I’ve been very fortunate to meet and be able to speak with author and founder of the Wealth Pilgrim, Neal Frankle, CFP — someone with a truly amazing and inspiring story. Not only is Neal a Certified Financial Planner, he is also a great motivational writer, blogger and speaker. He has appeared on radio and has published a book on investment strategy, Why Smart People Lose A Fortune, which comes recommended by none other than Tony Robbins and has three five-star ratings on Amazon. If you’d like to become a regular reader, you can subscribe to Neal’s email newsletter and his feed for free updates. You can also frequently catch Neal on Twitter @NealFrankle.
On The Inner and Outer Journey To Financial Freedom
What is your website, WealthPilgrim, all about?
I hope to be of service to readers. Ultimately, that’s what its about. The site gives me the opportunity to share my experience, strength and hope around financial issues. I want to provide knowledge so folks can make smart decisions. I want to help them gain clarity about their personal goals and values. I want to help them get off the couch and just do it. Even if they do it wrong at first, it’s better to get going and adjust rather than ignore these issues.
Your site mentions that you work on “financial stress management” – could you say a bit about what this refers to? In what ways do finances and our psychologies interact?
My experience tells me that financial stress comes from two main sources. First, when you behave (financially) in a way that is counter to your core values, it creates stress. An example would be a person who values family and security, but is an overspender, gambler, etc. S/he values one thing but lives a contradiction. This is stressful.
Also, people worry about things they can’t control. Everyone does this. If you’ve done your very best and the outcome is still negative, you have to learn to accept it. I don’t believe everyone can be like Elmer J Fudd – own a mansion and a yacht. I believe that everyone can probably do a few minor things that will have a significantly positive impact on their financial situation….but not everyone can be a billionaire. That’s ok…but many people stress about not being as successful as someone else when all they should really concern themselves with is doing the best they possibly can and accepting the rest.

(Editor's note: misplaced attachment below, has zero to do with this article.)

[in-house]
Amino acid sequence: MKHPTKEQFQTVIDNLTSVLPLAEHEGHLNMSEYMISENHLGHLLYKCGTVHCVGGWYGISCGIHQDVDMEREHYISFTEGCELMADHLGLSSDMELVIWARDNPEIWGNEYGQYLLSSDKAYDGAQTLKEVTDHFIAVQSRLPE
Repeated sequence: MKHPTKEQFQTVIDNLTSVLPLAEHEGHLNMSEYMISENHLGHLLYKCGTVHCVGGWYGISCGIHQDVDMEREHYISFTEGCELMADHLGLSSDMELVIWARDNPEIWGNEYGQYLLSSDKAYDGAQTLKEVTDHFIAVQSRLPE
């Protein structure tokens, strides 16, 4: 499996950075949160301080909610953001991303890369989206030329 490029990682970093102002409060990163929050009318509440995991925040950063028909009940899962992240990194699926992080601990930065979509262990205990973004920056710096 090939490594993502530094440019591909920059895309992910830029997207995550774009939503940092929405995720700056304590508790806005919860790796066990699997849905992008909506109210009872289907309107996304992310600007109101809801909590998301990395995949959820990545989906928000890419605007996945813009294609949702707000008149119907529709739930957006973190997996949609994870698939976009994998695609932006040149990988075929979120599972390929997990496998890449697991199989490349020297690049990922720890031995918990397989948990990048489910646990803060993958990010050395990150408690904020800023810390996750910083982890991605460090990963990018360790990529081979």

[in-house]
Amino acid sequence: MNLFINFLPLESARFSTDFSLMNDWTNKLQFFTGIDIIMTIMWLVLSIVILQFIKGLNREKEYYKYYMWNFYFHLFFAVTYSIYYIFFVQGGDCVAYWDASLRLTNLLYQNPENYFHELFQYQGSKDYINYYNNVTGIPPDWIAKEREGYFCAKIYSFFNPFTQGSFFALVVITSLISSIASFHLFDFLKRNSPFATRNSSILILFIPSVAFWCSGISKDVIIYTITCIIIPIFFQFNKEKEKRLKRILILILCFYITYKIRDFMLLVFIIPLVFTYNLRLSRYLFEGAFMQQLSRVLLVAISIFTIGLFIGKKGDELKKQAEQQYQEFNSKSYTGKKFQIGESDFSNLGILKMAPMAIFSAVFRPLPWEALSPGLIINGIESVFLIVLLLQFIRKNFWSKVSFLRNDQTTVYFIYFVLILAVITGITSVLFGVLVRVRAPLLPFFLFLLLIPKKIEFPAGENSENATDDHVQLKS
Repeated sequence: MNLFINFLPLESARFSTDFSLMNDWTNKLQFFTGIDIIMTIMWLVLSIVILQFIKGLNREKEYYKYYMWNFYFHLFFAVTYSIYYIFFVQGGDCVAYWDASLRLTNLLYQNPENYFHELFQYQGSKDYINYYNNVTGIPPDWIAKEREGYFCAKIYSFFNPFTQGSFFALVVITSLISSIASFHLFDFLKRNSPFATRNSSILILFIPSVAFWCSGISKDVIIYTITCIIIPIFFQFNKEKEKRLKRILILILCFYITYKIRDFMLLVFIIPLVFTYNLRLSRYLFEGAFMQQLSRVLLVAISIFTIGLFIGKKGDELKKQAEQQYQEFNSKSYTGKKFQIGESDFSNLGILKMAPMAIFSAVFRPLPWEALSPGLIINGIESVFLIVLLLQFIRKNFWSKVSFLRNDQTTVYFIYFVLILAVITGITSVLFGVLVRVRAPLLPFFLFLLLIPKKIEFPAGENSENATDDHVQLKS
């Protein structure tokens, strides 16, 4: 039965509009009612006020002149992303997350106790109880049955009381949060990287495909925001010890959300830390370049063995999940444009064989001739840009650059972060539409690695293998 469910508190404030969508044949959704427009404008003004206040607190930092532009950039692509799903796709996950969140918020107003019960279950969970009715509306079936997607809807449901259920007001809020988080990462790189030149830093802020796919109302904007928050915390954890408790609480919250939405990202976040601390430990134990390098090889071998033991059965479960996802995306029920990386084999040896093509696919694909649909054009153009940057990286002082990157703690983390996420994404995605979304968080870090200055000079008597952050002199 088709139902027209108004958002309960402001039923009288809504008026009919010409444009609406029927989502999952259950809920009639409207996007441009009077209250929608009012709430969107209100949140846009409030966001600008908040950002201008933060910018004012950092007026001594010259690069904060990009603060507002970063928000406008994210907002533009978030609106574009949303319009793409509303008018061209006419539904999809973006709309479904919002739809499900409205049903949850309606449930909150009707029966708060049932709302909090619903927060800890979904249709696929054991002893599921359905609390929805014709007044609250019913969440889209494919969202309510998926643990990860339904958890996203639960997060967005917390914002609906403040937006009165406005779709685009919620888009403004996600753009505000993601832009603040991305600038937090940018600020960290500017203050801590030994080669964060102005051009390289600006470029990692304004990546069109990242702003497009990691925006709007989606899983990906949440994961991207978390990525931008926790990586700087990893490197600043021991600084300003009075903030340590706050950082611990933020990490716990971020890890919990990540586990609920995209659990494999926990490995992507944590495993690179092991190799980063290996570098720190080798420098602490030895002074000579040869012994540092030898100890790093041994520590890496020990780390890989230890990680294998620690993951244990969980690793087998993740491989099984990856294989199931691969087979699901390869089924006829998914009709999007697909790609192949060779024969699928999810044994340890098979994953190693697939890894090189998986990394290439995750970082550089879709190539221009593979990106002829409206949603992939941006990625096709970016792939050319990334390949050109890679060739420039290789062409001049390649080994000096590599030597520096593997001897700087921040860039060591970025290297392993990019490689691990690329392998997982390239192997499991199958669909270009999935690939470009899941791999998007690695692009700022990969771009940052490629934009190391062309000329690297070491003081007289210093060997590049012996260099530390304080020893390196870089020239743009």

I believe that how we feel about our finances is 10% a function of the objective reality and 90% a function of old tapes, shame, fear and greed. Anyone can be a peace with money….no matter what.
How happy do you think it is possible to be without very much money? Does it depend on the context, like where you live? Or does it depend upon a certain level of wealth – enough to meet certain needs? I’d bet that in a lot of cases, if we were to lose many of our possessions, for example, we wouldn’t be much less happy. What do you think?
First, I just love all your questions……you are wonderful at that.
This is a core question.
Shortly after I graduated college, I could fit everything I owned in the back seat of a Mini Cooper – if I could have afforded one. I was pretty happy then. I am still pretty happy but no happier than I was back then. I bet that would describe most people you speak with.
There is no question that our happiness has nothing to do with financial success. If you have a roof over your head and food on the table and your health, any financial anxiety you feel is there by decision and you can decide to get rid of it. If your happiness is a function of how much stuff you have compared to other people, you are always going to come out on the short end of that stick.